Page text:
Reem's Dubai diary: Santoro and Sfar reminisce about early days of DDF Tennis

As the 25th edition of the Dubai Duty Free Tennis Championships wraps up, Reem Abulleil spoke to Fabrice Santoro and Selima Sfar about their early memories of the tournament.

Reem Abulleil
by Reem Abulleil
4th March 2017

article:4th March 2017

Karel Novacek and Fabrice Santoro were the first DDF finalists in 1993 (Photo via DDF Tennis)
Karel Novacek and Fabrice Santoro were the first DDF finalists in 1993 (Photo via DDF Tennis)

The 25th edition of the Dubai Duty Free Tennis Championships wraps up on Saturday night and it was quite fun getting the players to reminisce about their early memories of the tournament.

When tennis touched down in the Arabian Gulf for the first time in 1993, there was so much scepticism and uncertainty about the event simply because no one knew anything about Dubai or Doha and it was the players’ curiosity that brought them to the region early on.

“The first time, February 1993, when I saw an ATP tournament in Dubai on the calendar I said ‘wow’, more or less, ‘where is that?’ That was my first reaction but my second was that ‘I wanna go’,” Fabrice Santoro, the runner-up of the inaugural Dubai edition told Sport360.

“It’s always a great opportunity when you do this job to see new places, new cultures and everything. So I entered the tournament. I went there and it was the beginning of the opening of Dubai, a couple of hotels, a couple of buildings but not many. A lot of sand in the city and the old city was there, and when you look at what Dubai became 25 years later it’s one of the biggest transformations I’ve seen in the world. Probably the biggest.

Tennis du Dimanche avec @selimasfar #racing #fun #paris #tennis #healthy

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“I remember when Sheikh Mohammed (bin Rashid Al Maktoum, ruler of Dubai, vice president and prime minister of the UAE) gave us the trophy. It was unique to get a trophy as a finalist from his hands.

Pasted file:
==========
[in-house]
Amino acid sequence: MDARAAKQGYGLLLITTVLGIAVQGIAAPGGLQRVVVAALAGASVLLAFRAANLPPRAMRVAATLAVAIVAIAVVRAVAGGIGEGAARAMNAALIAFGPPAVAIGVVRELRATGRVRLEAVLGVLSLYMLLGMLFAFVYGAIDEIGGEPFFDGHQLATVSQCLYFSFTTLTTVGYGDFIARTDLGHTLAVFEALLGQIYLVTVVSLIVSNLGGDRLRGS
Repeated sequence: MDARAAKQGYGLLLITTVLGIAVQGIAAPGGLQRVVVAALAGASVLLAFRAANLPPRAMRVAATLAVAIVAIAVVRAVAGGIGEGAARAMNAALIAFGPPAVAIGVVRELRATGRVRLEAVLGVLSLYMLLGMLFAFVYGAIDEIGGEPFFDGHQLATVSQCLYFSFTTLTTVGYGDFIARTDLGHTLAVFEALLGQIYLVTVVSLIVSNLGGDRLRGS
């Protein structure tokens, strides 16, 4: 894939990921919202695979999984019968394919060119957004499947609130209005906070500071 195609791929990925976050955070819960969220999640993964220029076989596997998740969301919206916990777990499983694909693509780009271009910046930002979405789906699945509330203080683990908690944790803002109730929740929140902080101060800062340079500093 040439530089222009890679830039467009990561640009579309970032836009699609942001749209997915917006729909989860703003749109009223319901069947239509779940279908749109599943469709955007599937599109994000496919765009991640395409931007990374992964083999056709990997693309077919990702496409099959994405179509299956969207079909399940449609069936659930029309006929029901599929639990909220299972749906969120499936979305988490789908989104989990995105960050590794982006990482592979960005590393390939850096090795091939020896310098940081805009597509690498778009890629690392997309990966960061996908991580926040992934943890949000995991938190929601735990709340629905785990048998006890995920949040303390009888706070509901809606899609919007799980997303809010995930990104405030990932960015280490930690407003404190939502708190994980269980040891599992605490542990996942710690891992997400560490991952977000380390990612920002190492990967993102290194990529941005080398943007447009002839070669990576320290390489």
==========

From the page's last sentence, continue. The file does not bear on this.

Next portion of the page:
“I played almost every year, I saw it for the first time in 1993 and I said ‘I wanna go back’.”

The retired Frenchman enjoyed lots of success in the Gulf region, reaching four singles finals combined in Dubai and Doha, and capturing the title in 2000 in Qatar and 2002 in the UAE.

“I always played well in the Middle East, I won just six tournaments in my career and I won Doha and Dubai, and I also won both in doubles,” recalls Santoro.

“I’m always happy to come to this part of the world, even when I don’t come for work, I come for holidays. Sometimes the atmosphere in Europe – I love Europe, I love France – but sometimes the atmosphere is heavy, a lot of pollution, the rhythm is high, in the street people are very stressed and when you arrive here it’s like it’s another rhythm, it’s comfortable.”

Kournikova in Dubai in 2002.

Kournikova in Dubai in 2002.

Supporting Arab talent

The tournament didn’t just bring some of the best players in the world to Dubai, it also helped Arab players by providing wildcards, giving them a chance to gain some ATP or WTA points by competing in events they wouldn’t necessarily have been able to compete in with their ranking alone.

Tunisian Selima Sfar, who is the only Arab woman to ever crack the top-100, has fond memories of playing at the Aviation Club, where she reached the quarter-finals in the inaugural women’s edition in 2001.

“I remember for myself, especially in Dubai, I always played very well, I have my best memories here,” recalls Sfar, who is now a commentator and analyst for beIN Sports.

“And I remember playing Anna Kournikova (in 2002) and of course everybody wanted to come and watch Kournikova, so having an Arab player playing against Kournikova on centre court, night session, it was full, really full. And it’s the first time I noticed ‘wow, the crowd in Dubai like tennis’. I was really surprised, it was a great atmosphere.”

DDF chiefs unveil the book at the Emirates Airline Festival of Literature.

DDF chiefs unveil the book at the Emirates Airline Festival of Literature.

To celebrate the tournament’s silver jubilee, Dubai Duty Free published a book called ‘Game, Set and Dubai: A Quarter Century of the Dubai Duty Free Tennis Championships’ that includes an extensive history of the event as well as the early sports revolution that put the emirate on the global sports map.

It includes some fascinating old photos of Dubai – including an aerial view of Emirates Golf Club from the late eighties when it was only surrounded by the desert – and is definitely worth a read.

It’s been a real treat coming to this tournament for the past 10 years and hopefully it sticks around for at least another 25.



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